Chronicle Books

Chronicle Books is an independent publisher located in San Fransisco. They believe in helping artists and writers create unique and magical stories.

You can send your submission to them without an agent in the categories of children’s books and adult non-fiction trade books.

Soho Press

Based in Manhattan, New York, this independent book publisher was founded in 1986. Known for publishing works in the genres of crime fiction and young adult fiction, Soho Press typically publishes 80 to 90 books a year.

They typically don't accept unsolicited or non-agent submissions however, their website posts information on when submissions will open up.

MIT Press

If you’re looking to publish a book or journal in the area of design, social science, art, technology, and science, then MIT Press could be your publisher.

MIT Press accepts book proposals that are very detailed and thorough. Their website explains in detail what you’ll need to send to have your book considered.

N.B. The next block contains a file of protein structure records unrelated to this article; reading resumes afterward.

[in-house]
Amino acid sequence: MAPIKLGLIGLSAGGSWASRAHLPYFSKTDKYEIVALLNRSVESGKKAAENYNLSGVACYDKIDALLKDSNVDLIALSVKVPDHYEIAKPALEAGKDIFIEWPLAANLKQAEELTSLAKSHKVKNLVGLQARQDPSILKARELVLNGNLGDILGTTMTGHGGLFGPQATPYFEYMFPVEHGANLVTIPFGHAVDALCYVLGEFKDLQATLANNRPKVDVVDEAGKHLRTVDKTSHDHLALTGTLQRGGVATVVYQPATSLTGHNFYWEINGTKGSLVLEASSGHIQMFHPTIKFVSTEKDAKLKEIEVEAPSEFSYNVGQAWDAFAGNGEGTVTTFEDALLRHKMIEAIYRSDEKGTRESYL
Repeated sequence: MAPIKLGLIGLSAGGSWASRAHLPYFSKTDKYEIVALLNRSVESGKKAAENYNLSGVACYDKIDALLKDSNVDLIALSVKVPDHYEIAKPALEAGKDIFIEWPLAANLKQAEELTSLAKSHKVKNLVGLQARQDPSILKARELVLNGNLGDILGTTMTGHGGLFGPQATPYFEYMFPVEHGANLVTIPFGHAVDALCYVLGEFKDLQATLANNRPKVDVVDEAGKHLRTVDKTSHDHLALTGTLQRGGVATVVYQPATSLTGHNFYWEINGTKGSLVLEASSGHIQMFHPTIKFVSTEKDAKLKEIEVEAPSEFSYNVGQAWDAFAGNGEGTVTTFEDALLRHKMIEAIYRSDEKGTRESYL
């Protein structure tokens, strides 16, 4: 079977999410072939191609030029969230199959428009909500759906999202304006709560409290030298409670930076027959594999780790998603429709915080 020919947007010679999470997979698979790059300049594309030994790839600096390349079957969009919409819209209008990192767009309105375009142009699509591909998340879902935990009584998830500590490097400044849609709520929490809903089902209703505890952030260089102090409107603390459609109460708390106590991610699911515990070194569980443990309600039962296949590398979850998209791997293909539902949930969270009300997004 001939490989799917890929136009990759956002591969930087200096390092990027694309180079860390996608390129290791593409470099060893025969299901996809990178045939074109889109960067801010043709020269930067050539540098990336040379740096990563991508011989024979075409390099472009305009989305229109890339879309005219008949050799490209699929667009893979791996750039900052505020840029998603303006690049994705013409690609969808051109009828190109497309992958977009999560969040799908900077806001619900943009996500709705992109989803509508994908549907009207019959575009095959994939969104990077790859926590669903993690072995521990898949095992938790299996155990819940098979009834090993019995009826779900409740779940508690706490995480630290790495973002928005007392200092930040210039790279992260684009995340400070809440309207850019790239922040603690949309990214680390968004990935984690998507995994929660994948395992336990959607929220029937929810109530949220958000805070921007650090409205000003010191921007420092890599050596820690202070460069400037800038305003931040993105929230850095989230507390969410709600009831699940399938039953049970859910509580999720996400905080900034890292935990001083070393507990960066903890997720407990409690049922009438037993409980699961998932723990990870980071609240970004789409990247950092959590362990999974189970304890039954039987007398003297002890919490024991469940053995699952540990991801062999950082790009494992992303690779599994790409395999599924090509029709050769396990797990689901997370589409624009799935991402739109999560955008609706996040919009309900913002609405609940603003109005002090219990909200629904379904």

Atria publishing

Atria is an inclusive publisher that focuses on publishing stories from people of color. They publish both fiction and non-fiction books. Many of the published authors have gone on to become award winners and bestsellers.

For submissions, you can contact their editorial team.

John Wiley And Sons

John Wiley And Sons commonly known as Wiley focuses on academia, educational resources, self-help, and personal development.

They are an international publisher, operating in over 22 countries, and have been around since 1807. They have a strong reputation and have published several award-winning books while supporting thousands of authors.

Self Publishing

If you’re looking to self-publish, here are some of the best self-publishing companies to work with.

Amazon Kindle Direct Publishing

Amazon Kindle Direct, or KDP, is one of the most well-known self-publishing services. They hold around 80 percent of the ebook market.

Their system is easy to follow, and you can publish your book quickly.